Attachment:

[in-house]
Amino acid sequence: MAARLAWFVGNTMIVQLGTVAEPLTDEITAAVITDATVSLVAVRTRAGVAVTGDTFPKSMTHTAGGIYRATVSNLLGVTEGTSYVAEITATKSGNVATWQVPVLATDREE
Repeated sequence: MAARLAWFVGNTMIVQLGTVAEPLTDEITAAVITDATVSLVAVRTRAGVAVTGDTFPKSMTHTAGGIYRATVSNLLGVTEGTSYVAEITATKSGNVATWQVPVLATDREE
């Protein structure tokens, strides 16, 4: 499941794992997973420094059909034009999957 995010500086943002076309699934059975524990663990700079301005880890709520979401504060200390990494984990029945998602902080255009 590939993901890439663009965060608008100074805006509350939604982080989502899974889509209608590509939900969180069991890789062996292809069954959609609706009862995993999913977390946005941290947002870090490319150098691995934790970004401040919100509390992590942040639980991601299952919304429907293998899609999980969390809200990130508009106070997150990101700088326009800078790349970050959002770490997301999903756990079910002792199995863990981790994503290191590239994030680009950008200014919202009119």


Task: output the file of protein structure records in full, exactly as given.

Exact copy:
[in-house]
Amino acid sequence: MAARLAWFVGNTMIVQLGTVAEPLTDEITAAVITDATVSLVAVRTRAGVAVTGDTFPKSMTHTAGGIYRATVSNLLGVTEGTSYVAEITATKSGNVATWQVPVLATDREE
Repeated sequence: MAARLAWFVGNTMIVQLGTVAEPLTDEITAAVITDATVSLVAVRTRAGVAVTGDTFPKSMTHTAGGIYRATVSNLLGVTEGTSYVAEITATKSGNVATWQVPVLATDREE
């Protein structure tokens, strides 16, 4: 499941794992997973420094059909034009999957 995010500086943002076309699934059975524990663990700079301005880890709520979401504060200390990494984990029945998602902080255009 590939993901890439663009965060608008100074805006509350939604982080989502899974889509209608590509939900969180069991890789062996292809069954959609609706009862995993999913977390946005941290947002870090490319150098691995934790970004401040919100509390992590942040639980991601299952919304429907293998899609999980969390809200990130508009106070997150990101700088326009800078790349970050959002770490997301999903756990079910002792199995863990981790994503290191590239994030680009950008200014919202009119």